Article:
Astonishing to be here in Burma, in Rangoon/Yangon, let alone with access to the internet. The young tech guys here have figured out ways around the government's censorship and blocking of blogspot and yahoo and etc etc. Yahoo is still tricky though, so I'm asking people to write to me instead at email@example.com It's always great to get mail.
I don't plan to write much about my travels and encounters right now, just to touch base and to apologise for the gaps in this blog! I've been on the northwest coast, not far south of the Bangladesh border. I flew to a town called Sittwe, formerly Akhyub, which was the capital of Arakan when the British ran it (1826 or so until after the second war). But it replaced the early Arakan/Rakhine capital, a place of much renown in its day, called Mrauk U. Now Mrauk U feels like an extended village, with small dirt paths and lanes, traffic on foot and bicycle, with the occasional vehicle, two hours of electricity a day.... you get the picture.
But before it was a grand place, with rulers wealthy and powerful, helped by the fruitful huge rivers and rich fertile rice growing valleys of the region. They left behind temples and chedis and payas, buddhist monuments of various kinds. So as I cycled slowly around on a one-speed, watching out for bumps and chickens and children, I was pedalling through small hills topped with golden chedis, some small, some grand. It's a hard life for people there because everything is done by hand, with effort, but it's also done with grace, sustainably. I learned a lot, and also, I should say, ate some extraordinarily wonderful home-cooked food. More on that some other time.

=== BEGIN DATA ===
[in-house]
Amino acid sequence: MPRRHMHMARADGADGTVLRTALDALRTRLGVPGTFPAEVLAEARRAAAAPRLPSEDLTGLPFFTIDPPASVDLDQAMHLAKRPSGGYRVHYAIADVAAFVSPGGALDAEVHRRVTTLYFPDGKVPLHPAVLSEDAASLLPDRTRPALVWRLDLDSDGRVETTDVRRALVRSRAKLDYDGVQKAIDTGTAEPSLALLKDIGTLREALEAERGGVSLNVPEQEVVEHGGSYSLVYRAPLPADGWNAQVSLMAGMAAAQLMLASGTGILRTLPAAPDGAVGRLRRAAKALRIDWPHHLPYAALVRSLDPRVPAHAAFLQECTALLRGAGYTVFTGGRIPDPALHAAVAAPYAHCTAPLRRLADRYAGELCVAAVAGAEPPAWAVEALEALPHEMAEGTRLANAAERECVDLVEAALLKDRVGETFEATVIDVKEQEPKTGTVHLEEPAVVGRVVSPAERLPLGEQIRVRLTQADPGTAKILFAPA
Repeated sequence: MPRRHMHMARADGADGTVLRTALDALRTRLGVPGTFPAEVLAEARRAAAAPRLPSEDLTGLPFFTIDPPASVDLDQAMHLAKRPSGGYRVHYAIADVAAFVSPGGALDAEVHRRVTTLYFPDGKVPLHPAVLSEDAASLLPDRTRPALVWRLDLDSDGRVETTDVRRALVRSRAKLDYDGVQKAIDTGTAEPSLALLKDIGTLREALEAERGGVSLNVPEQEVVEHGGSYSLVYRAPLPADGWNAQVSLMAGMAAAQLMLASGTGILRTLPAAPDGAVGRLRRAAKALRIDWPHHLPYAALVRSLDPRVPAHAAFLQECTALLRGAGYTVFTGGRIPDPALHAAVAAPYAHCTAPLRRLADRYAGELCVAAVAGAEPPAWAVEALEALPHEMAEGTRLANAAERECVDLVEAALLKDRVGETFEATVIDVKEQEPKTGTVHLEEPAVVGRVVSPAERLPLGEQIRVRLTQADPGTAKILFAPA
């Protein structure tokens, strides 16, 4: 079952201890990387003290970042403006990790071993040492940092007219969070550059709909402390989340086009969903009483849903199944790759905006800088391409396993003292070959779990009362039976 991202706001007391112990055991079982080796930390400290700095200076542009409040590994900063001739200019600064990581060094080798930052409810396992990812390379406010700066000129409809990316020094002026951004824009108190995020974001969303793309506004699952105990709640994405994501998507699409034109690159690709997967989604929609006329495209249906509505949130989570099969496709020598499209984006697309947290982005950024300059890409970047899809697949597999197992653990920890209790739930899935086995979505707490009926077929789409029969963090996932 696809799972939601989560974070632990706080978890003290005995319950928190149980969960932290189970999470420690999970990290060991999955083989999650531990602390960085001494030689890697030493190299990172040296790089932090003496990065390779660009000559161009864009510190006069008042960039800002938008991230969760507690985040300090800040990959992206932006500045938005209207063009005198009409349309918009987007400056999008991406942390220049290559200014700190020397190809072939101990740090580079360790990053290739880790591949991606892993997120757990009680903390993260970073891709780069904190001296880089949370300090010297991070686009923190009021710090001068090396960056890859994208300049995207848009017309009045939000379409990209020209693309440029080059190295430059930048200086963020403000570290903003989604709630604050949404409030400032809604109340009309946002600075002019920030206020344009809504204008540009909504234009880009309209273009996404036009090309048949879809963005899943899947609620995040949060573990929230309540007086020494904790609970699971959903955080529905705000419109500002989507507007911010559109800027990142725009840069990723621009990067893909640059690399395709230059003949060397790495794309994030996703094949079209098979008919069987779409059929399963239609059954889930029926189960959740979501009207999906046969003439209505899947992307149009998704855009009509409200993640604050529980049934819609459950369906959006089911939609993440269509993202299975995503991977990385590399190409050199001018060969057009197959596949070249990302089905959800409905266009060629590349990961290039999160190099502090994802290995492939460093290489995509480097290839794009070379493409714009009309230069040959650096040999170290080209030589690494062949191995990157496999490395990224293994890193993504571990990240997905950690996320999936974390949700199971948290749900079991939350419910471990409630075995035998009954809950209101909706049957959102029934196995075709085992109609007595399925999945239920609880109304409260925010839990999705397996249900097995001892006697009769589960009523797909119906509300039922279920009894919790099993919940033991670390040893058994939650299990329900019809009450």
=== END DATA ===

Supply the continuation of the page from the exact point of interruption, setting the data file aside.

The trip from Sittwe to Mrauk U involves seven hours or so of travel in an old wooden boat up a huge river and then up a side channel etc etc. The horizon is vast, the boat, and other small boats that we came on in our passage, paddled by one or two fishermen, say, were insignificant in the vastness. Yesterday I made the trip back down, for the same seven hours, through the same vastness, this time more hazy from the burning off of stubble in the fields. And after that came a prop plane flight from Sittwe to Rangoon.
Such a contrast this morning from that slow ease and lack of hi-tech, to see on the TV in the lobby of my guesthouse a broadcast of Obama addressing Congress, carried live on al-Jazeera. It's a new world, we hope. And even in places where the powers that be try to keep the doors closed, people now seem to have more access to the world... Let it continue!
I'm due to fly north tomorrow, to Myitkyina, for eight days. I'm assuming there will be no internet access, or not much, so that it's most likely I'll next be writing here on March 7 or so, just before I fly out from Rangoon to Thailand. Please keep wishing me luck!